– Like this blog’s degenerate author, you may have spent a significant portion of your childhood getting subjected to mental and physical torture by bigger or wiser kids
– You have one dollar provided to you each day
– You are a part of the hyper-nerd click
– As part of the hyper-nerd click, the bullies charge you a tax rate of 35¢ before lunch
– The boys in the uber-nerd click are charged a bully tax rate of 25¢
– You’re thinking of joining the uber-nerd click so you can keep that extra dime
– But if you do that, the hyper-nerd click will consider you greedy or a turncoat
– What do you do?
If you said you’d stay with the hyper-nerd click and pay the extra dime you’re a liar or a fool.
Oh, the hyper-nerd folks are pissed off at you? Who cares. They’re not your real friends. Why? Because if they were your real friends they’d help you gang up on the bullies to the point that your lunch tax rate was reduced to 25¢.
If they were your friends, they’d help you work the problem. They would not do nothing. And they certainly wouldn’t call you a traitor or a money hound for leaving them.
Think tax inversion is a coincidence? That corporations are just rotten? Things generally don’t just happen. Canada’s corporate tax rate was reduced 13% by Harper’s administration since it took office in 2006. This merger is exactly why they did it. To steal business and tax dollars from America.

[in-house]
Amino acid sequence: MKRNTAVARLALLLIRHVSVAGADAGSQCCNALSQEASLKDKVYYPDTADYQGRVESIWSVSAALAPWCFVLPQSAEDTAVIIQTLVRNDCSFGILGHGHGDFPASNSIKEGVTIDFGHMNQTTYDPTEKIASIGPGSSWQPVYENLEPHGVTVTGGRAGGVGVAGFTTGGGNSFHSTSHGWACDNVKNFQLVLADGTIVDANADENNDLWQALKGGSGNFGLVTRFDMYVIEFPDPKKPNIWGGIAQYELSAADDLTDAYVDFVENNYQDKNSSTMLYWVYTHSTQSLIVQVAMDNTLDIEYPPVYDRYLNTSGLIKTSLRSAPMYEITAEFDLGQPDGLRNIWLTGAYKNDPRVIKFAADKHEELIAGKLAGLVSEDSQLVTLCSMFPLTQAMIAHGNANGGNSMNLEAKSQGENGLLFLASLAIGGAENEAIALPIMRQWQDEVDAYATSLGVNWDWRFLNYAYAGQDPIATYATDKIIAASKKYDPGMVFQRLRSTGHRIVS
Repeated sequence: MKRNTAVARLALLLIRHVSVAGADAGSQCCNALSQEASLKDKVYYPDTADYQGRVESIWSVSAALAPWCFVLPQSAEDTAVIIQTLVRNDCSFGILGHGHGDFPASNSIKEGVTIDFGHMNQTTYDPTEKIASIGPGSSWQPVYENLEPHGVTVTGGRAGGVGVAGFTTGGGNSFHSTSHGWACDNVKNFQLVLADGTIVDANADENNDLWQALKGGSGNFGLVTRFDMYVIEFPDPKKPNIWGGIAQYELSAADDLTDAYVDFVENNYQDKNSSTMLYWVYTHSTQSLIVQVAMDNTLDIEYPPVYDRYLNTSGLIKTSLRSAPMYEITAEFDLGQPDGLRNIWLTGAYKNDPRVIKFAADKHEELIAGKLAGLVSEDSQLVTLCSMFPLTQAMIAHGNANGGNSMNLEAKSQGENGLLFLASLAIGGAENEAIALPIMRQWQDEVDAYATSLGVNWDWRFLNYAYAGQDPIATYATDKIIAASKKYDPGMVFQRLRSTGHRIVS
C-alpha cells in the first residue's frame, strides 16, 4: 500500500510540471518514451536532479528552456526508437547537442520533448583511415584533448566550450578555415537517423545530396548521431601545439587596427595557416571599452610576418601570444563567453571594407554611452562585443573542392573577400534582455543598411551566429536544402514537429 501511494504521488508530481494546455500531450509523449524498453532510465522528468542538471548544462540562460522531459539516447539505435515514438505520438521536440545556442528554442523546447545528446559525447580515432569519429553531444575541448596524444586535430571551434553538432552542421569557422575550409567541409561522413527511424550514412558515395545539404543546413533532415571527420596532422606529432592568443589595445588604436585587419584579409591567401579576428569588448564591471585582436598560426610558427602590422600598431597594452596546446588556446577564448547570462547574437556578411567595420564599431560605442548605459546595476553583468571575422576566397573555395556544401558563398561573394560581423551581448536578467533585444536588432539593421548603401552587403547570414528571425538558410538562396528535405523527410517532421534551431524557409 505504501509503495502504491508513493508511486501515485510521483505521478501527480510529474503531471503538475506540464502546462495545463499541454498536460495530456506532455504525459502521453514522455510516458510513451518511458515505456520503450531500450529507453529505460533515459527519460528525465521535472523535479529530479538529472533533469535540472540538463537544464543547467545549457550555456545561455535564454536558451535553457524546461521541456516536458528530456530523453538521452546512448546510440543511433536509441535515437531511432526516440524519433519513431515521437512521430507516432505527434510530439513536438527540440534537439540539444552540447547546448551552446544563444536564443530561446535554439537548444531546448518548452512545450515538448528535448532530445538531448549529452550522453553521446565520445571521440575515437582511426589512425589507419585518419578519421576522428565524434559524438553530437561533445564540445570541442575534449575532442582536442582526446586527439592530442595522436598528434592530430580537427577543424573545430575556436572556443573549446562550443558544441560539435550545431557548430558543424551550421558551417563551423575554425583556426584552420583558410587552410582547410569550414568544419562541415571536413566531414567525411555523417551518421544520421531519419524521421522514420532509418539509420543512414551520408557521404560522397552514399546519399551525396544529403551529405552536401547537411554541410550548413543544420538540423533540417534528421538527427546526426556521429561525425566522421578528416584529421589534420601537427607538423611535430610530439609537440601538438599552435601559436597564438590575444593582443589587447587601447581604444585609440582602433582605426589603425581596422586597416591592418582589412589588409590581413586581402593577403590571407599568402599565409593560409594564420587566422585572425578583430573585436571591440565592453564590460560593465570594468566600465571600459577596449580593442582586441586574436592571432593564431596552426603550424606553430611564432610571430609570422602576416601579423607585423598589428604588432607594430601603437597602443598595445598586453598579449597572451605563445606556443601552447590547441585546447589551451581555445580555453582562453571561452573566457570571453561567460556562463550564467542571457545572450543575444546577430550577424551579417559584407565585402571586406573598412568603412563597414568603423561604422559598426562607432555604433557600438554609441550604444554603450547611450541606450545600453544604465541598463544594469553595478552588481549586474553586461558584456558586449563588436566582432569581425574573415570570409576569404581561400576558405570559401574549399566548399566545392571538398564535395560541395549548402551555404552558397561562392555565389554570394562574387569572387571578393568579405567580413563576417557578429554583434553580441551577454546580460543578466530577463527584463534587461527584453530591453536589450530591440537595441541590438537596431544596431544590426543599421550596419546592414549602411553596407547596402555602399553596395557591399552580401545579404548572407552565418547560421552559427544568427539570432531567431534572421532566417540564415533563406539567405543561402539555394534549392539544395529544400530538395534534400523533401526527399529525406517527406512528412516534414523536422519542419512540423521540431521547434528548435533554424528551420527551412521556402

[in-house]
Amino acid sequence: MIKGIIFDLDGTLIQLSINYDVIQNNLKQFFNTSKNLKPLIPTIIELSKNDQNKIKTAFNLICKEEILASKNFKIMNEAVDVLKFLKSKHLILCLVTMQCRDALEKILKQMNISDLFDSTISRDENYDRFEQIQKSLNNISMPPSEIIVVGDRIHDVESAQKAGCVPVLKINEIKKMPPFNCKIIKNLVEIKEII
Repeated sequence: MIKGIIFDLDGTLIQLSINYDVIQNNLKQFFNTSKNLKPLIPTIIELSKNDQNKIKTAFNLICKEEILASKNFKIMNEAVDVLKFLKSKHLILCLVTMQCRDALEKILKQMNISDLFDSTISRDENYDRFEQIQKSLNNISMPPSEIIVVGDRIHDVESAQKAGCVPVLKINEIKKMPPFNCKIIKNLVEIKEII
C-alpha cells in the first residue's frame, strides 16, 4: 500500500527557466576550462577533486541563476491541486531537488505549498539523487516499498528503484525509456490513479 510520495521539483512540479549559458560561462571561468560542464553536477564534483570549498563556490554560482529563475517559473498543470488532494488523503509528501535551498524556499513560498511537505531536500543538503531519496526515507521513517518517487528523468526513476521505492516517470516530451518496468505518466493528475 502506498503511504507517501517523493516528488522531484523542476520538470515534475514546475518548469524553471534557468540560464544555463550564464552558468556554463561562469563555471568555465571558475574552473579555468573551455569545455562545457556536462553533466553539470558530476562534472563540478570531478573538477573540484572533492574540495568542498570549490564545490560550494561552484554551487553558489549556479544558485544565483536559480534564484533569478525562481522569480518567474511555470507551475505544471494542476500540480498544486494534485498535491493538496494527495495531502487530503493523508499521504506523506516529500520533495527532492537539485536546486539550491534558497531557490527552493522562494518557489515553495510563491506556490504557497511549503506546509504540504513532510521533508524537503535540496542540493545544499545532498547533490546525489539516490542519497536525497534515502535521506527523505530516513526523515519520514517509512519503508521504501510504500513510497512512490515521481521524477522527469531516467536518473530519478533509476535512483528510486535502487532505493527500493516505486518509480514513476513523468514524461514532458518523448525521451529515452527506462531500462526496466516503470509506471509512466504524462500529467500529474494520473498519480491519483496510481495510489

What’s that, you think business can be tamed? That you can construct laws and enforcement mechanisms to the point that a company will willingly pay a higher tax because you made it so? Yeah, good luck with that.
Politicians have tried that since Rome. It never works. Why? See our example above. You can’t fight human nature. Folks will follow the path of least resistance to acquire money. It’s in our blood. Sorry.
America’s politicians can whine all they want. They can shout to the heavens in a cynical attempt to grab your vote in November. But the reality is that they are to blame for this. America doesn’t have a tax inversion problem. America has a leadership problem.
America’s corporate tax rate, structure, and implementation are a mess and have been for decades. This is not news to anybody with a brain in Washington. What have they done to fix it? Nothing. And now they want to demand, yes demand, that Burger King do something against its own self-interest to compensate for their failed political leadership? Apologies, I don’t buy it.
If you personally think Burger King is evil for doing this? Fine, I understand, no worries. Go protest outside your local franchise or eat only at McDonalds. That’s your right.
But don’t buy into the trash that’s spoon fed to you buy the morons who want your vote in two months. It’s their fault.
It’s not effective leadership to demand folks do stupid things just because you’re stupid. Instead, Washington should either do its job or close its mouth. But I suspect it will continue to do neither.
Good morning, one safe, benign Canadian cup of coffee please. Milk and sugar, oh, no thanks, that’s too fierce for me, eh.